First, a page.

It is not difficult to become offended by what we hear – or imagine – are insults directed at our person, particularly because as humans our diversity means that different things piss off different people. Words and gestures in one culture may mean something positive, encouraging. In other customs the same words could be curses. It pays in delicate situations to know which words not to use – to hold your tongue when you are unsure of how your words will be interpreted – as much as it is helpful to speak openly when you know that certain words must be heard.
There are those who find swearing insulting to their ears. There are those that find piety to be a violation. Others cannot abide defiant women, advocating a woman’s submission because it demonstrates ‘respect’. It is interesting that some people find insulting the idea of outspoken women, as if a woman’s word cannot be taken as seriously as a man’s in a man’s world. Rudeness, on the other hand, is insulting to everyone, on every level. Usually, rudeness is not necessary – it is a choice, a kind of thoughtlessness. Like it is a choice not to respond to it.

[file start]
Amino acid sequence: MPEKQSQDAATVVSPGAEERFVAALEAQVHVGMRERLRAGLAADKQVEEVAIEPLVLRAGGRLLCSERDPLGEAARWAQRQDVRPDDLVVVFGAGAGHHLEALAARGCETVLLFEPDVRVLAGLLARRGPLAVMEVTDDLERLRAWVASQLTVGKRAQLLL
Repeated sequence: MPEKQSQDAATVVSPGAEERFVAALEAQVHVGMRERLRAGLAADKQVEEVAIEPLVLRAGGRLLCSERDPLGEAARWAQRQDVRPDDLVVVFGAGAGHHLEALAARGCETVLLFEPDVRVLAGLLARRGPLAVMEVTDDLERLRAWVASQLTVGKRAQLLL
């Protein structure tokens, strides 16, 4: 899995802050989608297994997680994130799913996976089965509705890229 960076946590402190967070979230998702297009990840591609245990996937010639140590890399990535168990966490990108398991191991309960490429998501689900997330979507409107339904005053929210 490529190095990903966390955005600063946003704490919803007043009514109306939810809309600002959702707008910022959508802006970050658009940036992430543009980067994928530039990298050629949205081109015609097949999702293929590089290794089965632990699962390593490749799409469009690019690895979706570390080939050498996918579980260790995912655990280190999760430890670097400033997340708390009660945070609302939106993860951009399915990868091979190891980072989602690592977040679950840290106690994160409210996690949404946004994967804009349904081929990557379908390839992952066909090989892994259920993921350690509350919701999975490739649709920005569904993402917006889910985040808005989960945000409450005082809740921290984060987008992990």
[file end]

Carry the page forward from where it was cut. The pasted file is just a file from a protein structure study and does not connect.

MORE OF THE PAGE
The way it usually goes is that this one insults that one, and that one retaliates. Anger is generated. Then this one spits more insults and that one impacts them. Anger intensifies. That one then vents again with a poisonous diatribe in an attempt to annihilate this one. Tempers flare, faces rage. And then with a concerted effort one side – either this one or that one – decides not to respond to the provocation. In a moment, the conflict is over. No matter your own anger, your fury, your hatred – you cannot force a disciplined mind to fight.